How Do You Know if You Have Rheumatoid Arthritis?

Rheumatoid arthritis (RA) is a chronic inflammatory disease where the body attacks its own tissues, particularly the tissues of the joints. Unlike the wear-and-tear damage of osteoarthritis, rheumatoid arthritis affects the lining of your joints. When RA affects the synovial membrane (the lining of a joint) it causes swelling, pain, and eventually erosion of the bone material underneath. Over time, the erosion of the bone material can cause a severe deformation of the joints. This may result in permanent physical disabilities and chronic pain.

RA tends to begin slowly with minor symptoms that come and go. It usually affects both sides of the body. And, it tends to progress over a period of time. It is thought that up to 1.5 million Americans suffer from RA. The condition can strike at any age, though it often affects those between the ages of 30 to 60. The risk increases as you get older. Women are more likely to develop RA than men. Also, smokers and people with a family history of RA have higher chances of getting the disease.

Symptoms of RA can vary from person to person. RA symptoms may even change from day to day. Bouts of RA symptoms are known as flare-ups, and inactive periods, when symptoms are manageable, are periods of remission.

Rheumatoid Arthritis Symptoms

During the early stages of RA, you may feel a variety of symptoms, including:

  • fatigue, or a general weakness or a feeling of unease
  • dry mouth
  • dry, itchy, or inflammation of the eyes
  • eye discharge
  • numbness and tingling
  • joint pain,
  • In early RA, the most common sites for pain are the fingers and wrists. You may also experience pain in your knees, feet, ankles, or shoulders.
  • fever
  • morning stiffness, You may also feel stiffness after any period of inactivity like napping or sitting.
  • difficulty sleeping
  • chest pain when you breathe (pleurisy)
  • hard bumps of tissue under the skin on your arms
  • Appetite loss
  • weight loss

Left without treatment, RA can result in permanent joint damage. It may lead to many more health problems throughout your body. However, diagnosing RA isn’t always easy. There is not a single test to confirm it. Furthermore, its early signs can mimic those of other disorders, such as lupus or other forms of arthritis. If you suspect that you might have RA, you should see a doctor or rheumatologist for a diagnosis as soon as you can.

Rheumatologists rely on a combination of your medical history, a physical exam, lab, and blood tests, and sometimes imaging tests to pinpoint the disease. Your doctor may order a C-reactive protein (CRP) test to help determine if you have RA. A measurement of the level of CRP in your blood increases when there is inflammation in your body. Your doctor might check your C-reactive protein level for infections or for other medical conditions as well.

Rheumatoid factor (RF) and anti-cyclic citrullinated peptide (anti-CCP) antibody blood tests look for proteins associated with RA. Testing positive for one increases your chances of RA diagnosis while testing positive for both raises your odds more.

Unfortunately, there is no cure for arthritis, but there are different medications and supplements that can ease its symptoms. Most treatments aim for remission, where the patient has few or no symptoms. When treatment is preventative or begins early in the disease process, this can help minimize or slow damage to the joints and improve the quality of life for patients. Treatment usually involves a combination of medication, supplements, exercise, rest, and protecting the joints. In extreme cases, surgery may be a requirement.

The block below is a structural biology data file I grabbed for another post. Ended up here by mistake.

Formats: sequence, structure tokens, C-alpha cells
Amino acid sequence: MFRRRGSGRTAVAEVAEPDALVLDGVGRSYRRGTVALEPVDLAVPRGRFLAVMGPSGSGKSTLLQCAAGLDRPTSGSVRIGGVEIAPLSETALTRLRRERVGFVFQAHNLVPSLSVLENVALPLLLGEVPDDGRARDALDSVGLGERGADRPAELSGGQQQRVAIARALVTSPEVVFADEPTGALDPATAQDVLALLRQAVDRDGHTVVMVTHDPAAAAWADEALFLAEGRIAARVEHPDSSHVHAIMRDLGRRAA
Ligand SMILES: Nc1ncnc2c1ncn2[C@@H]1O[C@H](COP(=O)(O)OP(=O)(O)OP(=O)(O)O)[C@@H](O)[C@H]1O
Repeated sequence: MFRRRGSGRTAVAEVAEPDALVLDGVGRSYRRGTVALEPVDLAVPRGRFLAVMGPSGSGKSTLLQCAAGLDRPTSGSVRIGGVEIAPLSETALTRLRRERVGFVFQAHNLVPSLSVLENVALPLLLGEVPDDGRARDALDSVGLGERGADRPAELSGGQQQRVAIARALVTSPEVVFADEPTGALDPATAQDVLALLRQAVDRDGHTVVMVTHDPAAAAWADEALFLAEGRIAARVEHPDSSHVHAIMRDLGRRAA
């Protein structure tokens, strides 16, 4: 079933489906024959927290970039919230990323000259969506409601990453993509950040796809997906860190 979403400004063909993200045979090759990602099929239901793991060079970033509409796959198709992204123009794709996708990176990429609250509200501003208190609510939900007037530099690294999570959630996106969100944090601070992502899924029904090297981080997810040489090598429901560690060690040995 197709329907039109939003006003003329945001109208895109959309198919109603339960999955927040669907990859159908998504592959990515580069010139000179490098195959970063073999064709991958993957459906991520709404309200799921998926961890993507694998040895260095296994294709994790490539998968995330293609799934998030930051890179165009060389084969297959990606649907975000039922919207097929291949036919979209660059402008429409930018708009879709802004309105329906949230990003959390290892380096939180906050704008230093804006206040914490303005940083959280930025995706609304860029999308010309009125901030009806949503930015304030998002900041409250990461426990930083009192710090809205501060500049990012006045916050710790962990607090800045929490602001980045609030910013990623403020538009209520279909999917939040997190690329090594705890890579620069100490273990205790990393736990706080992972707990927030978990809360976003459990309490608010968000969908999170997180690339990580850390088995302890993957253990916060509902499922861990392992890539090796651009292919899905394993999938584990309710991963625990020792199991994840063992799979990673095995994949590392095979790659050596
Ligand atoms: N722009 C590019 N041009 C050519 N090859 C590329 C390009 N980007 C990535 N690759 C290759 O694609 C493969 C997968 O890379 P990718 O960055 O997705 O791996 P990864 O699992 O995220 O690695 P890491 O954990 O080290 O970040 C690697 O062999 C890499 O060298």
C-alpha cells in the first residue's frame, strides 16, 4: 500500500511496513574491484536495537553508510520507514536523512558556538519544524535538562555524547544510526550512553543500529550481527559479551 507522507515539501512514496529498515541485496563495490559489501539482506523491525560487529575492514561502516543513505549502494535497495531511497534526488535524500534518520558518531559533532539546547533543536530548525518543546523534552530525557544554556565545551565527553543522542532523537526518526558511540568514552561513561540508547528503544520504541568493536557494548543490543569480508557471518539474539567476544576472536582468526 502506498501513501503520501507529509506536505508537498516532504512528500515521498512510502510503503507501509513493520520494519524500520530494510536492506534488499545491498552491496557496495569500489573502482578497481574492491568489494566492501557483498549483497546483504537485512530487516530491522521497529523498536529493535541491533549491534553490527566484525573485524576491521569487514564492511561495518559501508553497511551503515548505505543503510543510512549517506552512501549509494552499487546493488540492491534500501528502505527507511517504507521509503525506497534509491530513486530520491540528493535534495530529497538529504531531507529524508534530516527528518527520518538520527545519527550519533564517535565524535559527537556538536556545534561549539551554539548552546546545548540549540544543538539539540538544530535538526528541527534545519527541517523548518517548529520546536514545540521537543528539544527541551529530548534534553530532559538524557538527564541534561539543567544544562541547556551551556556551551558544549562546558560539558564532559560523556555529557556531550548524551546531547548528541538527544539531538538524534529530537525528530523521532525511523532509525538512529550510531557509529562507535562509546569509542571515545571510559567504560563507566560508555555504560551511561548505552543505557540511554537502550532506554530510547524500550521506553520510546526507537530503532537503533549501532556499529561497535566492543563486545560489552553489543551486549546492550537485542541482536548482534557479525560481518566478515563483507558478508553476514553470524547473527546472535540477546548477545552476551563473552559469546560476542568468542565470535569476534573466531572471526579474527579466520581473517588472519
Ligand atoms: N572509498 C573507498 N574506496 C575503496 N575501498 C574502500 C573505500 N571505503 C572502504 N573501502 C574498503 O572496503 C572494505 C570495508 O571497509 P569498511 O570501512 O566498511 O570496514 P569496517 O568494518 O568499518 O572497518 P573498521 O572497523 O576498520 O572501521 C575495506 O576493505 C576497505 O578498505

Medications doctors prescribe to reduce pain such as analgesics, and inflammation (NSAIDs) are fast-acting and can relieve symptoms quickly. Medications such as DMARDs and biologic drugs take longer to have an effect, but they can help prevent inflammation and joint damage. However, these medicines are to be taken for a short duration, and with minimal dose to help the symptoms because of the potential side effects. Damage to the stomach, kidneys, and liver can occur with prolonged use. They can be addictive, and your body builds up a tolerance over time. They mask pain and do not treat symptoms.

Comprehensive Joint Supplements to Help with RA

An effective joint supplement formulation addresses arthritis symptoms. Flexcin is a joint supplement that has all-natural and effective ingredients. It is highly reviewed and has a reputation for good manufacturing practices.

If you are experiencing symptoms of RA or any other type of arthritis, adding a daily joint supplement to your regimen may be a course of action for you. Flexcin helps many people help combat arthritic symptoms without the harmful side effects of pain medications.

The Flexcin formula contains all-natural ingredients: CM8, Glucosamine Sulfate Potassium, Hydrolyzed Collagen Type II, MSM, Bromelain, Vitamin C, Manganese, Zinc, and an enzyme blend. The combination of these powerful ingredients increases energy, builds up the immune system, and decreases joint pain and inflammation.

Many of our customers believe Flexcin is the number one supplement on the market for treating joint pain. Flexcin is proudly made in the USA in an FDA-regulated facility.  The powerful ingredients are designed to lubricate joints decrease swelling and rebuild damaged tissue. And, we offer it at a no-risk 90-day trial. If you try Flexcin and are unsatisfied with the results after taking it for three months, simply return the empty bottles for a full refund less shipping and handling.

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